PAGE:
A teenage Dustin Hoffman may be seen admiring a set of legs that depict a woman rolling on black silk stockings in one of the most well-known movie posters from the 1960s. The legs that draw the most attention in the movie are not those of Anne Bancroft in “The Graduate.” Linda Gray is the owner of them.
Everyone initially believed the famed pair of legs belonged to Anne Bancroft, but Linda Gray, a co-star on the CBS serial opera “Dallas,” revealed that they were actually hers.
“They were all convinced they belonged to Anne Bancroft. She was either not consulted about the poster or had to be out of town at the time. I received $25. That was enough for one leg.”
Linda Gray became famous for her long legs, earning the nickname “the b*tch with the long legs” from Elizabeth Taylor. But who would have guessed that the “Dallas” co-star was paralyzed as a child due to polio?
In 1945, Linda, then five years old, developed polio. The central nervous system and the neurological connections between the brain and the muscles were both reportedly damaged by the virus, according to the actress. She caressed her legs and felt the sensation, but she couldn’t move them.
Gray’s family suffered from the illness, and her mother sought solace in alcohol. She became an alcoholic after being a social drinker. Both of their daughters’ parents were saddened by their daughter’s diagnosis.
Little Linda Gray felt it was her responsibility because of her parents’ depression and her mother’s drinking; in her memoir, “The Road to Happiness Is Always Under Construction,” she claimed she silently carried the burden of the diagnosis.
The traditional therapy for polio back then was iron lungs, an 800-pound airtight metal ventilator. Despite the fact that, as she claims in her book, the sickness had not affected Linda’s lungs, the doctors urged her parents to place Linda in the metal canister.
But her parents made the choice to go to an alternative therapist. She might have sustained even more severe wounds if she had been forced into the iron lugs, which could have damaged her lungs and limbs.
“Raggedy Ann and Andy” was the substitute therapy. While confined to her bed, her mother would stand at the foot of it, hold one leg, lift it, and then lower it again. She performed the exercise on each leg multiple times per day for months.
Linda could walk again after a few months as her legs gradually began to function normally. Her parents decided to enroll her in dance lessons. Everyone gathered to watch her dance in her debut recital because she was “the polio baby plucked from the clutches of paralysis,” as she put it.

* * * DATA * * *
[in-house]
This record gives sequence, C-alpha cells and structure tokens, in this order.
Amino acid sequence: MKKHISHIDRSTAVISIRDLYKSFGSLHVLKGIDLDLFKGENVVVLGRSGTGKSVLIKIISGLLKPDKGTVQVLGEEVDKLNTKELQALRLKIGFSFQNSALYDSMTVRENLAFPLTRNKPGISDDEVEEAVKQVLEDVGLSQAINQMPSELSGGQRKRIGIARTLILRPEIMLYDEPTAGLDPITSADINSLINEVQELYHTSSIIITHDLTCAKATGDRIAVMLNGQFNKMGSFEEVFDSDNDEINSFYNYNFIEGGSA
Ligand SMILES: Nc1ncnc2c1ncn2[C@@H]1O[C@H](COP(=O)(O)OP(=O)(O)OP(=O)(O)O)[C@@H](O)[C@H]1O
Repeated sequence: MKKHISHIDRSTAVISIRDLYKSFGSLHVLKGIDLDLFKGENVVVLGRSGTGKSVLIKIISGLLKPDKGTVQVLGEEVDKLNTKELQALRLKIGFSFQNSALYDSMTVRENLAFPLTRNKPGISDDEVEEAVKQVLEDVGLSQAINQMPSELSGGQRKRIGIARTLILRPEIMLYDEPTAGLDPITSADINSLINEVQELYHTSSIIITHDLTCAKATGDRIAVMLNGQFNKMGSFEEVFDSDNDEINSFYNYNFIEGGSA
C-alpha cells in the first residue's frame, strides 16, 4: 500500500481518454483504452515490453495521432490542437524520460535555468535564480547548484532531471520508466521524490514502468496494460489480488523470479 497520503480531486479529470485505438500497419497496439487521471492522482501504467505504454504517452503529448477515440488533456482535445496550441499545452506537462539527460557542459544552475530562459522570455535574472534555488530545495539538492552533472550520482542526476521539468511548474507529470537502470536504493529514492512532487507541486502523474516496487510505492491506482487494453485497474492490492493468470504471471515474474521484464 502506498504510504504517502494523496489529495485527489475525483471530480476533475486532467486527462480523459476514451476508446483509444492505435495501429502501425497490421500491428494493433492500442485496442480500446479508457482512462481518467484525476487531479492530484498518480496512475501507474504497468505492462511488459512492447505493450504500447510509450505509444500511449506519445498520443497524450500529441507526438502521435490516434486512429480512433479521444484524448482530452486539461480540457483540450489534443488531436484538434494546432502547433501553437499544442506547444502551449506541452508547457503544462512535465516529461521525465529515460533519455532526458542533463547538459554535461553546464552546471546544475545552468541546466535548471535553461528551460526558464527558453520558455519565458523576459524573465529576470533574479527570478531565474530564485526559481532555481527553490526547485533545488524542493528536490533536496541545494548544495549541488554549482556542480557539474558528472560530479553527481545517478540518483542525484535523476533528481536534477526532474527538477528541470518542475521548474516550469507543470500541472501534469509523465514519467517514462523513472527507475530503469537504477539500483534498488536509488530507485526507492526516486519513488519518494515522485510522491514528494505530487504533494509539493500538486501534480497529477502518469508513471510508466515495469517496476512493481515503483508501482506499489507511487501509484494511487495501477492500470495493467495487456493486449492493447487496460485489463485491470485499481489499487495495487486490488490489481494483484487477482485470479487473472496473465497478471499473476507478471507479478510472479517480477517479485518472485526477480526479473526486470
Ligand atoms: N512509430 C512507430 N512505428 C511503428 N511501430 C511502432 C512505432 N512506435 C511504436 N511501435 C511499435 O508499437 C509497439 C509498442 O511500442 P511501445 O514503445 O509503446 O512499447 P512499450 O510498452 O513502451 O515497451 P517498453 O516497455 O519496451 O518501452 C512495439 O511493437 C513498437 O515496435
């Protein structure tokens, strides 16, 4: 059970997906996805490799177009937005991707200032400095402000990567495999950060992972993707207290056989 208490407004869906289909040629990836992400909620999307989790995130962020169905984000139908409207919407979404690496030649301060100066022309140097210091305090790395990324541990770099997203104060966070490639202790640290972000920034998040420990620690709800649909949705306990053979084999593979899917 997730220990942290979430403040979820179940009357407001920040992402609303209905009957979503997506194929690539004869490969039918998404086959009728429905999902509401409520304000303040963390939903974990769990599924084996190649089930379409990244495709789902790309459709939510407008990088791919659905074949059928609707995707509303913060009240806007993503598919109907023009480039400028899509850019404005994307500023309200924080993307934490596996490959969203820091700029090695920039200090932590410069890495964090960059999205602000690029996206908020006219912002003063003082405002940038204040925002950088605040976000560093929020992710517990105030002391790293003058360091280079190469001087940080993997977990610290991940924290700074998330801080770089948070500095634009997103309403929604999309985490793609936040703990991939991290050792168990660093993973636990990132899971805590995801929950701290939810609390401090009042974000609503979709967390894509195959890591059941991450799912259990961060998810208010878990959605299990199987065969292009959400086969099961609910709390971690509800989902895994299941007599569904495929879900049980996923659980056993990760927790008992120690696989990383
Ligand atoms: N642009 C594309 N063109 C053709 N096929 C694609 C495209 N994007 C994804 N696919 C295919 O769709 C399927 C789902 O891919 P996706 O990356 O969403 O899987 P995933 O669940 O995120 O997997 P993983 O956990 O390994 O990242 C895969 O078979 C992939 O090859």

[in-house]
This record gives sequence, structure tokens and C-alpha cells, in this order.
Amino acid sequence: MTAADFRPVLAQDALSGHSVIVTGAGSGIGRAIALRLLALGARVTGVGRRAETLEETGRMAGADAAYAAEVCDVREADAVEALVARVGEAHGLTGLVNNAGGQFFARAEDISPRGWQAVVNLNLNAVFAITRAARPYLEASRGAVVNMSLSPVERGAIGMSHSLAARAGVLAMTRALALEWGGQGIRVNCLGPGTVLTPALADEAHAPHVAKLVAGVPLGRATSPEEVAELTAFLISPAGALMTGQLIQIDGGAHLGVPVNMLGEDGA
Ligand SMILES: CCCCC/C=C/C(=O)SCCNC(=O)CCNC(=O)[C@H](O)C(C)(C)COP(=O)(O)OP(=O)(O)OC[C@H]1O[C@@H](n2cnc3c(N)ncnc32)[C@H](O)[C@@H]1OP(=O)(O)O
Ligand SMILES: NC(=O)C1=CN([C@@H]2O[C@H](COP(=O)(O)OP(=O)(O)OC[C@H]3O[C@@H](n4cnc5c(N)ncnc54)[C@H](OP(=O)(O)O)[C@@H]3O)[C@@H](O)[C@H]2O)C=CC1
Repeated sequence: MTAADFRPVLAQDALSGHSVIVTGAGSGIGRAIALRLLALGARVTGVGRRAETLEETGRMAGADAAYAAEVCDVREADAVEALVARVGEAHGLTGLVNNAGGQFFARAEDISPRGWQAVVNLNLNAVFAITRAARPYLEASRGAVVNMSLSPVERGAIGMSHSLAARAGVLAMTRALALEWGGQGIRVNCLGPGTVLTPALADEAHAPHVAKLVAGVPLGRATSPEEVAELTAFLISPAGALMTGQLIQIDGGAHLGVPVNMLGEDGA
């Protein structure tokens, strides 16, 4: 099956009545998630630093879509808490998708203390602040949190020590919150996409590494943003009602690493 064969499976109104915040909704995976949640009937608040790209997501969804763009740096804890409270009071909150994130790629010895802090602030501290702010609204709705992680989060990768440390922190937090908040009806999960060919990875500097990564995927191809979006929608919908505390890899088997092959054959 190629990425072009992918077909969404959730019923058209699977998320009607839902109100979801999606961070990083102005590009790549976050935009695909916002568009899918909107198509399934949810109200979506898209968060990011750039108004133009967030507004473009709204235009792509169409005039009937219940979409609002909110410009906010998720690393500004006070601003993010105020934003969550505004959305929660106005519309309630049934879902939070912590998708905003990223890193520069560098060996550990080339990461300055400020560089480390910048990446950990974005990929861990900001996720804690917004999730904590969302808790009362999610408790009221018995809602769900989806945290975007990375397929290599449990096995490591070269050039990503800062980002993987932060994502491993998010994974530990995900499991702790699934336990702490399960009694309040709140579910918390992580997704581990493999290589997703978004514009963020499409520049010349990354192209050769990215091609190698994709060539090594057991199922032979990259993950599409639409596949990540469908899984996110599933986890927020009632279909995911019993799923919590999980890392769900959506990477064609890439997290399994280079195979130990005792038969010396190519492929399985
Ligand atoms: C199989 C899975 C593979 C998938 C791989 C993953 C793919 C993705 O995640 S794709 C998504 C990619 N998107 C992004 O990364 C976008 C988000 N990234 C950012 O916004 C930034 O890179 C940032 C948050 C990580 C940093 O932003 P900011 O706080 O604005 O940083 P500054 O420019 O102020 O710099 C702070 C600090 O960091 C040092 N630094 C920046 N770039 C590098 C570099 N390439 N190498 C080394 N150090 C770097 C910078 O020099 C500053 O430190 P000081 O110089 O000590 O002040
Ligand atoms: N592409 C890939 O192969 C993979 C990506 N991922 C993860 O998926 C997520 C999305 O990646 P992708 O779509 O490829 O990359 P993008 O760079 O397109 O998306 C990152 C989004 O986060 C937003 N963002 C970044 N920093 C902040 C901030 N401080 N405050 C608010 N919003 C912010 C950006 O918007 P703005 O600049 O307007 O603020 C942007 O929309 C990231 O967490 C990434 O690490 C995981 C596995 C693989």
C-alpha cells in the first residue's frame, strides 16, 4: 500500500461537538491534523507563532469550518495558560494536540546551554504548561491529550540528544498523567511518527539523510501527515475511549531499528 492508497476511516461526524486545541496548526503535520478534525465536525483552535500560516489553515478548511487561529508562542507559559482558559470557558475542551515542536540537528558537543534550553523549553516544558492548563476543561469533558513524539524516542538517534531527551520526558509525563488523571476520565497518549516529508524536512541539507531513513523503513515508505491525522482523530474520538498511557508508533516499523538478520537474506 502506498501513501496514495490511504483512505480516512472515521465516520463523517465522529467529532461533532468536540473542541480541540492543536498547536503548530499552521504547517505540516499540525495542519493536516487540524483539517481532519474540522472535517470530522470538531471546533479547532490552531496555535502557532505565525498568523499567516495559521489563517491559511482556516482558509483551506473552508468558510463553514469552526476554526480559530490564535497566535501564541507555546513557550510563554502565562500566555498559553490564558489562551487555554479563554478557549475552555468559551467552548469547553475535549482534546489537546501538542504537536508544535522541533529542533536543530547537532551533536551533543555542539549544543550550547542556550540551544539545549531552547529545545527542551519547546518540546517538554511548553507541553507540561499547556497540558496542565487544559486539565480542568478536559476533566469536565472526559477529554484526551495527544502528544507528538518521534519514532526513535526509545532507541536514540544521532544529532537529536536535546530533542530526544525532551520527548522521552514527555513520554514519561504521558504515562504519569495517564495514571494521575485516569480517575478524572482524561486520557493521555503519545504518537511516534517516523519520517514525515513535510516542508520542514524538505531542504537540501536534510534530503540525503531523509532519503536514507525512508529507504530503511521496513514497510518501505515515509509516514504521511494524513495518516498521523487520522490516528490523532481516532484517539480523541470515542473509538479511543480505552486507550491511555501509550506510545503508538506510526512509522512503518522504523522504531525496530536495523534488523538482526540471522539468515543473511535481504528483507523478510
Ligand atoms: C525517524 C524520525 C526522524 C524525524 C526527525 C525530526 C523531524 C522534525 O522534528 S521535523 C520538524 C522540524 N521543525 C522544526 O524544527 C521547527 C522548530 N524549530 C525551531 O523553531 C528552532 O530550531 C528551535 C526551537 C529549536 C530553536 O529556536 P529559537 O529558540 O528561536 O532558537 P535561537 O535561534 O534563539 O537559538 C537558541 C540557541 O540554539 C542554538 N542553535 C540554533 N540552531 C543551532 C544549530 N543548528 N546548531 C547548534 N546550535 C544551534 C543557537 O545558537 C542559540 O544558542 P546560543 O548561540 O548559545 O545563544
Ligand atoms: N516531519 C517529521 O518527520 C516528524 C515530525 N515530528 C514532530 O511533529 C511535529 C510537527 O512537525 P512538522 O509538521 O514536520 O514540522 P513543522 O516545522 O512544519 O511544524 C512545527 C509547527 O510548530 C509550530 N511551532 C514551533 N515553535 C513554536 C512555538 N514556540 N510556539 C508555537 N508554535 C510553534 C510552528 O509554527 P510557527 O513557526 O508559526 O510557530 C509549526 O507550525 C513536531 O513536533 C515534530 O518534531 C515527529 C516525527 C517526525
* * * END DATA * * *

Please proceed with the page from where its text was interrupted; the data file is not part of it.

Due to family problems and her mother’s alcoholism, Linda wanted to get out of her house as soon as possible. She eventually quit school and started working full-time as a model to support herself. Soon after, she got to know renowned record album cover artist Ed Thrasher.
Ed was abusive and deceptive during their 21-year marriage. He was abusive to his wife and insisted on keeping her at home so he could complete his “To-Do List” instead of going to work.
Ed relied on Linda’s advertisements to bring money home so he could live out his cowboy fantasies. They built a house together in Canyon Country, Santa Clarita
Cooking, cleaning the house, caring for the animals they co-raised, and looking after their two children were all on the farm wife’s to-do list.
Linda decided to take back control of her life after ten years of doing as he did. After making her transgender acting debut on “All That Glitters,” she was chosen to play Sue Ellen, one of the most significant roles of her career, in the venerable CBS soap opera “Dallas.”
Sue Ellen Ewing, the drunken wife of oil millionaire JR Ewing, caused considerable childhood anguish for the actress:
“By playing Sue Ellen, I hoped to break out of my shell and avoid becoming a depressed, lonely, or hopeless woman like Sue Ellen or my Mom.”
In her forties, the “Dallas” co-star chose to seek professional help. She realized it was time to confront her traumas from her alcoholic mother and other difficulties. The process began when Linda’s therapist suggested she set boundaries with her mother.
Her mother frequently referred to “The Graduate” as a leg-double and would “ramble incoherently.” The therapist advised her to tell her mother not to call her when she was drunk. Linda initially resisted, but the strategy worked.
This initial move served as a springboard for her to learn how to set boundaries with her mother and, later, with her ex-husband.
Linda claimed that Sue Ellen had helped her talk with her mother about her prior traumas and drinking. She relocated to Palm Springs when her father passed away and took care of her mother throughout her final year.
Before divorcing JR Ewing, the actress played Sue Ellen for 11 years. She relocated to Malibu and started residing next door to her “Dallas” actor husband and best friend, Larry Hagman. After her divorce, Linda started a new sexual life:
“My unmarried sexual life has been a source of happiness and pleasure for the past thirty years. You care about orgasm just as much at 75 as you did when you were 25.”
Between 2012 and 2014, Linda Gray appeared in a number of “Dallas” reboots in addition to 12 of the show’s 14 seasons. For her role of JR Ewing’s wife, the actress won two Golden Globe nods and one Emmy nomination.